I went snowshoeing for the first time this weekend! Up in Peninsula State Park in Door County, Wisconsin. A couple months ago I impulsively bought a one-night stay at a shoreside resort there. It was cheap because it’s the off-season, and the peninsula is as frozen as Elsa’s ice palace. But it’s also quiet, crystalline and drop-dead gorgeous. This was the view at sun-down, just across the street from our little resort.
Anyway, back to snowshoeing. My boyfriend’s parents kindly lent us their snowshoes for the weekend, so we bundled up in layer upon layer (upon layer… because it was about 4 degrees and windy out), pulled on our snow pants and strapped in for a winter hike.
The park has six miles of designated snowshoeing trails, but the one nearest our parking spot was partially under construction, so we took the Eagle Trail. The path is better suited to hiking than snowshoeing because it slopes down toward the water and then climbs back up the bluff—in other words, it’s really rocky. When things got too tricky for our broad snowshoes, we just took them off and stuck to plain old boots.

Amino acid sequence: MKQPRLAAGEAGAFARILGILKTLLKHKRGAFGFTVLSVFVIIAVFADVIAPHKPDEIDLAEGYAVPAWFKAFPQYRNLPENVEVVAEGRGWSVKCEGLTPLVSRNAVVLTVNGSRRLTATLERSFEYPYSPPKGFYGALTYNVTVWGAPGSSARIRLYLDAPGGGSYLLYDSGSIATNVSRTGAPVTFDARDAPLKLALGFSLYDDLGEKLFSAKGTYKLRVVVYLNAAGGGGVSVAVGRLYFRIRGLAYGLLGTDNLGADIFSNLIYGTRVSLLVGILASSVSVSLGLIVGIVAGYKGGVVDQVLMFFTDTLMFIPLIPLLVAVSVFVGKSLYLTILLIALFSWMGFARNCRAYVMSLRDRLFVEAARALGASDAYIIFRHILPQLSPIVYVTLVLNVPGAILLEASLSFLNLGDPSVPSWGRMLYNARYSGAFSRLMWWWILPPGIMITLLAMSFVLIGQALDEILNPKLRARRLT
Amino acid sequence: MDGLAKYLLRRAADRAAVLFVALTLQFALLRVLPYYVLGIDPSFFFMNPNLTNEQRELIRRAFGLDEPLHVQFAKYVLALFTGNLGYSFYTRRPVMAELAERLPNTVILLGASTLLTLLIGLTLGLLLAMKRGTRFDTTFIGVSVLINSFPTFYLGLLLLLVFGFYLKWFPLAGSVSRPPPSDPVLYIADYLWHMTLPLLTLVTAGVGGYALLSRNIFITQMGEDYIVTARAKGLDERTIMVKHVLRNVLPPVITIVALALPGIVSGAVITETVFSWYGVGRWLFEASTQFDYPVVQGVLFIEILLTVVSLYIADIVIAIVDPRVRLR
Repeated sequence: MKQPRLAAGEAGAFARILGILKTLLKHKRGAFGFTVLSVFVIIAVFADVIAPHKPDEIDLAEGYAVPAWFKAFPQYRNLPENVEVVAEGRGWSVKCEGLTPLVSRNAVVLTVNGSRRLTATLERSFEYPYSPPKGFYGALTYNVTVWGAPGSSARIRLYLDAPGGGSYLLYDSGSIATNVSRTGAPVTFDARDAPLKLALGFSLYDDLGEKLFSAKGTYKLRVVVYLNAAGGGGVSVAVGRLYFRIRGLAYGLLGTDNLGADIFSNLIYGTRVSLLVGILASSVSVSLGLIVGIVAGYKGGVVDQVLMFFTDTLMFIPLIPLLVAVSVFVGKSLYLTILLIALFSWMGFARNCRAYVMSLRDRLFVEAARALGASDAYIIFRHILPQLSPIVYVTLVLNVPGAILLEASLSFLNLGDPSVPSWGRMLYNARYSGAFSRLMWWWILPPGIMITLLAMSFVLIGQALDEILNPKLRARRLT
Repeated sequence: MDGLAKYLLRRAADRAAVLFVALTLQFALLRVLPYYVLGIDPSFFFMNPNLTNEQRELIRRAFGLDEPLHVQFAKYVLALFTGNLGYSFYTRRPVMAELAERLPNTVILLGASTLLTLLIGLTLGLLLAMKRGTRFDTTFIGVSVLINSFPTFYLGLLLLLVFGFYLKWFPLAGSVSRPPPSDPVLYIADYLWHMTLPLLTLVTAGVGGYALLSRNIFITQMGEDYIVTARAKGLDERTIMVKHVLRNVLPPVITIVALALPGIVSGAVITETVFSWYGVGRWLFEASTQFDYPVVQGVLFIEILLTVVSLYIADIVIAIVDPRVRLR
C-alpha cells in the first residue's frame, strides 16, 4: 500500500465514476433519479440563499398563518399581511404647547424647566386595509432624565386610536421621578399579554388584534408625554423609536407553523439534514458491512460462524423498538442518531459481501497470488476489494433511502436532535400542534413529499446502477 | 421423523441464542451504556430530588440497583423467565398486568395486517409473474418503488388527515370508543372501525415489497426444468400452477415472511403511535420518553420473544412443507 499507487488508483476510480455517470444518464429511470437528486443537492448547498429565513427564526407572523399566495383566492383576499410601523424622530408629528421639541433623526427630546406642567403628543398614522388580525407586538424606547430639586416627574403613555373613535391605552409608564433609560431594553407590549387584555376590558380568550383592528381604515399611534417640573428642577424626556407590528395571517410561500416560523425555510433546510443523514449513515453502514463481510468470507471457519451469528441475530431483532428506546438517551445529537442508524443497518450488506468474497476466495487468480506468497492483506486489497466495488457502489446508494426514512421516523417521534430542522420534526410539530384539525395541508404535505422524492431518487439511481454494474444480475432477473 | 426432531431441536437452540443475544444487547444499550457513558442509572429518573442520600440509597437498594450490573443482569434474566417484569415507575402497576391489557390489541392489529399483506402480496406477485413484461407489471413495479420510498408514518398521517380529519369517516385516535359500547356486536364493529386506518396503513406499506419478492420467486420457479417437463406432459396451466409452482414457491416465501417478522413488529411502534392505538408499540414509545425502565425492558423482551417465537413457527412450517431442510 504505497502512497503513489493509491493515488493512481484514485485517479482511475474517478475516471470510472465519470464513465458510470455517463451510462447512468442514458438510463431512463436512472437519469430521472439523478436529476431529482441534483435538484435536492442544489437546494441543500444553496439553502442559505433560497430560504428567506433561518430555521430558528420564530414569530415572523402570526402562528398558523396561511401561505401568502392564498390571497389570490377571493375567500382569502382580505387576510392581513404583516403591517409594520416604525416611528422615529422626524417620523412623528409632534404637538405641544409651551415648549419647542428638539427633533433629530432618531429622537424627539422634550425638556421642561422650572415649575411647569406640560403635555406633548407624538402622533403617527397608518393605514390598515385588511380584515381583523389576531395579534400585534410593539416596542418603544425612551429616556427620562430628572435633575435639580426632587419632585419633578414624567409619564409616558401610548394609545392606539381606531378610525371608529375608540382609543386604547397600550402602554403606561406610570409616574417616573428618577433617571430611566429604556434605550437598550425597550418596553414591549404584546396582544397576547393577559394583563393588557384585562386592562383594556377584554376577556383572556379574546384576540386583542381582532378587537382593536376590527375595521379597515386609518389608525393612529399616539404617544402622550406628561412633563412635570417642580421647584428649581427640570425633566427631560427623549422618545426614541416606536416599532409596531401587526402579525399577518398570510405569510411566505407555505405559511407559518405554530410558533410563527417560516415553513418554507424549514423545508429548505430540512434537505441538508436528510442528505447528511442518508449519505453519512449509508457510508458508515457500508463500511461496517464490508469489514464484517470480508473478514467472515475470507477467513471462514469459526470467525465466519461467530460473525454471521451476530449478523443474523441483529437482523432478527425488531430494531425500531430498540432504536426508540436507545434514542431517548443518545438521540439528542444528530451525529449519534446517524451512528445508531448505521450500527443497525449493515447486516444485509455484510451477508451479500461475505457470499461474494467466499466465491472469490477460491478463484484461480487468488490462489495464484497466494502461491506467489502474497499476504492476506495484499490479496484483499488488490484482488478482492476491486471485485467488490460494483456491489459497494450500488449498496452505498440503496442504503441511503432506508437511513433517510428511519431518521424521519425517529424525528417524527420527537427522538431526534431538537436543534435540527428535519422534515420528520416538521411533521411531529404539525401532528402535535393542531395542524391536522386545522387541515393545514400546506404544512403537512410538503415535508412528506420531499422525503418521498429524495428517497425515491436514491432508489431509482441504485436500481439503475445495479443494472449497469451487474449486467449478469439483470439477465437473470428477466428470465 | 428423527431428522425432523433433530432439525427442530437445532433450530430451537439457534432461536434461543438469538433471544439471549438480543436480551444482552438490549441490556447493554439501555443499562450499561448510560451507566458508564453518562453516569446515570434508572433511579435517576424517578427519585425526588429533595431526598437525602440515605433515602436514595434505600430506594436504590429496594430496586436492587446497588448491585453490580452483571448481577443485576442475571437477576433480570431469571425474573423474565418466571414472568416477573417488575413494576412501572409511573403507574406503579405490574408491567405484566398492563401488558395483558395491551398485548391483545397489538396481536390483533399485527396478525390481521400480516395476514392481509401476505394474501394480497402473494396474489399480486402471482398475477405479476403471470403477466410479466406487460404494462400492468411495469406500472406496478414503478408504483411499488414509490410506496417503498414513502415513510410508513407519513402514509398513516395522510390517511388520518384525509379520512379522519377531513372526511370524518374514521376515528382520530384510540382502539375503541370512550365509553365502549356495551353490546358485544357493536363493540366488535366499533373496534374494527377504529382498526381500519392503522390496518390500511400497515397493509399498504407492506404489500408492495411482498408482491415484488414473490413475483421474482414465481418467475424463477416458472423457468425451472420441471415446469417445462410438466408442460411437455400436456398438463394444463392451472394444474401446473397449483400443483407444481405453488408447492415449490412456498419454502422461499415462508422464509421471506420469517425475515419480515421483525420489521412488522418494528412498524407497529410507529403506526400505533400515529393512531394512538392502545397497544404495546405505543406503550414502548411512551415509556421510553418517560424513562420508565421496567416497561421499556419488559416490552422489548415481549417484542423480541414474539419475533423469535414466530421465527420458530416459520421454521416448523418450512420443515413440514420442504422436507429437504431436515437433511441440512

Near the water’s edge, glazed reeds and crackling water sparkled in the winter sunlight. By the bluff, thick icicles hung in limestone caves, which I explored like a giddy kid. If my phone hadn’t died, I would have shared the beauty in this very blog post, but the memory is enough for me. Snowshoeing was much like hiking, with a bit more tripping and high-stepping because of the rocks hidden just beneath the surface of the snow on our trail.
Feeling mighty sweaty after an hour and a half of snowshoeing, we checked into our resort, cleaned up and sought food. Cheap, greasy local pub food. The mac ‘n’ cheese balls at neighborhood joint AC Tap were just the ticket. Everyone at the bar was really into the Steelers-Broncos game that was on, but I was just really into those mac ‘n’ cheese balls.
Surprisingly, this happy photo was taken before said mac ‘n’ cheesy delight. Our stay was so short that we didn’t get to snowshoe again, but we did find time to eat a complete Swedish breakfast at Al Johnson’s before driving home the next day.
Swedish pancakes, lingonberries and meatballs… check, check and check. In the spring and summertime goats graze on the restaurant’s sloped sod rooftop, so clearly I need to return then. Even without goats, though, this was one of the most wonderful winter weekends I’ve ever had.
YOUR TURN: Have you tried snowshoeing? Tell me about your adventures!